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If two bodies are moving towards each other along a straight line at a speed of $0.6c$ ($c=$ speed of light) w.r.t an inertial observer, then w.r.t each body, the other body is moving faster than light ($1.2c$). If each frame of reference is equally valid, how can the two bodies explain the velocity of approach of the other? (since velocity is always relative and hence the body cannot assume that it has absolute velocity in space)

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marked as duplicate by DilithiumMatrix, John Rennie special-relativity Dec 28 '16 at 6:29

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Using appropriate formula for adding velocities, resulting from the lorentz transformation, we arrive at the result, that in the reference frame of the train, the other train moves slower than light. Interestingly, in the reference frame of an observer standing near the tracks, both trains have speed equal to 0.6c, and the distance between them decreases with a speed equal to 1.2c. It may seem strange, but perfectly agrees with special relativity, because there is no material object moving faster than light, only the time derivative of distance between trains is greater than c. We must also remember that due to lorentz contraction, in the reference frame of a train the distance between trains is smaller than in the reference frame of the observer near the tracks. So although the distance between trains decreases faster in a reference frame of tracks, the distance between the trains is also bigger and in both frames of reference the trains will collide at the same time.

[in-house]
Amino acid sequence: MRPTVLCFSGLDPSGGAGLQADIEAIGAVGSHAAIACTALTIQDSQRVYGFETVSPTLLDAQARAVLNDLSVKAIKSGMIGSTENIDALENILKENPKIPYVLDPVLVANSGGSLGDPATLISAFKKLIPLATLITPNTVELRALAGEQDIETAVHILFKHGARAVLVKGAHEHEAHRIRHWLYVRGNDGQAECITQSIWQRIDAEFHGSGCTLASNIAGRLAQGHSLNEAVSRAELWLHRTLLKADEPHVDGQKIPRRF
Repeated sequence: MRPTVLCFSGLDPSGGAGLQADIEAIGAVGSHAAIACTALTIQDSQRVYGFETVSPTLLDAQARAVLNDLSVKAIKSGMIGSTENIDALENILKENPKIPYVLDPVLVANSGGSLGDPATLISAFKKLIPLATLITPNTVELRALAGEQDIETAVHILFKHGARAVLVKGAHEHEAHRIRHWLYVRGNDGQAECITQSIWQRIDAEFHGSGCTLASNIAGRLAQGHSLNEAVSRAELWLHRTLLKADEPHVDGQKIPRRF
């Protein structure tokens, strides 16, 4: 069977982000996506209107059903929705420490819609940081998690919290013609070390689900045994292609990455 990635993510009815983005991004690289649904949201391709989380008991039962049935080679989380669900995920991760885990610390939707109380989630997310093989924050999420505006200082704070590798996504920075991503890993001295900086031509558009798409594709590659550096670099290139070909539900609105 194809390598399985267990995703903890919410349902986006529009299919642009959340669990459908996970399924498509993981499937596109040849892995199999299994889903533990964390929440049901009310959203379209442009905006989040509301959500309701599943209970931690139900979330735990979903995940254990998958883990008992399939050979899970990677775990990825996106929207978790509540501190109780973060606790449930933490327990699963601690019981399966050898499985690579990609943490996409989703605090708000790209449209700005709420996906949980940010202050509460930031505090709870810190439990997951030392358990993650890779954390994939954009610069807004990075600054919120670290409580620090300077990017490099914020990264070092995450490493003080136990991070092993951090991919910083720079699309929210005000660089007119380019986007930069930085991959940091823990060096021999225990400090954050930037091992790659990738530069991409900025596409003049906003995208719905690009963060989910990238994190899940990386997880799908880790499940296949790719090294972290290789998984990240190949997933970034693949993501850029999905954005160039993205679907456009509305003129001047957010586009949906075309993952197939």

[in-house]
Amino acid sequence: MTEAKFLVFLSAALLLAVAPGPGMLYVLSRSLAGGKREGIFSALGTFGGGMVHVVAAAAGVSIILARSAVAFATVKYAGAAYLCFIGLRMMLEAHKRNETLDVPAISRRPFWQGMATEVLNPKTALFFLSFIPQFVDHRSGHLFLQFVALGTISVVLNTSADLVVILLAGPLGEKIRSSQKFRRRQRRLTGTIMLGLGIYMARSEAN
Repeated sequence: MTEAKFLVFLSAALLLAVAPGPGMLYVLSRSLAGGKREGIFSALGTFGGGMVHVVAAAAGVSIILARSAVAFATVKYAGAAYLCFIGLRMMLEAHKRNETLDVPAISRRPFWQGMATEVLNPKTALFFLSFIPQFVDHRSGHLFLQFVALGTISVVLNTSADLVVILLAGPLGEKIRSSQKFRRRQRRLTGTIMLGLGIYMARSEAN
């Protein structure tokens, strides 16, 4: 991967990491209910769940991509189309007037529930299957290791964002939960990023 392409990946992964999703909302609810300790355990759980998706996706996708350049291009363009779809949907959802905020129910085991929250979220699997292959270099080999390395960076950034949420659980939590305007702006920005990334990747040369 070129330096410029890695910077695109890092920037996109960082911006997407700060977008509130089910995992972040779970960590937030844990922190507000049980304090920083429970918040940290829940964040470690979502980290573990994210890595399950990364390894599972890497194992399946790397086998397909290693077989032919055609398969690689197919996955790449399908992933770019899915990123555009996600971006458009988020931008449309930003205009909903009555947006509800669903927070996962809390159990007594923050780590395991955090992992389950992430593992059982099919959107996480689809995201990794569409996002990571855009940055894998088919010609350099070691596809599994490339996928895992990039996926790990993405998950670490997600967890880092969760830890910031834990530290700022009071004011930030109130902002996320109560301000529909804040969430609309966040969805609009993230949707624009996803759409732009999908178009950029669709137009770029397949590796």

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Because the formula for adding velocities is not simply v1+v2 as you are supposing. For everyday speeds it’s so close to a simple sum that a calculator doesn’t have enough digits to show the descrepancy. But in your case

$$s = {v+u \over 1+(vu/c^2)} $$

where u and v are both 0.6 and c is 1 in the same units, comes to …?

Someone on either object will see the other approaching at the rate of 0.882 c, not 1.2 c.

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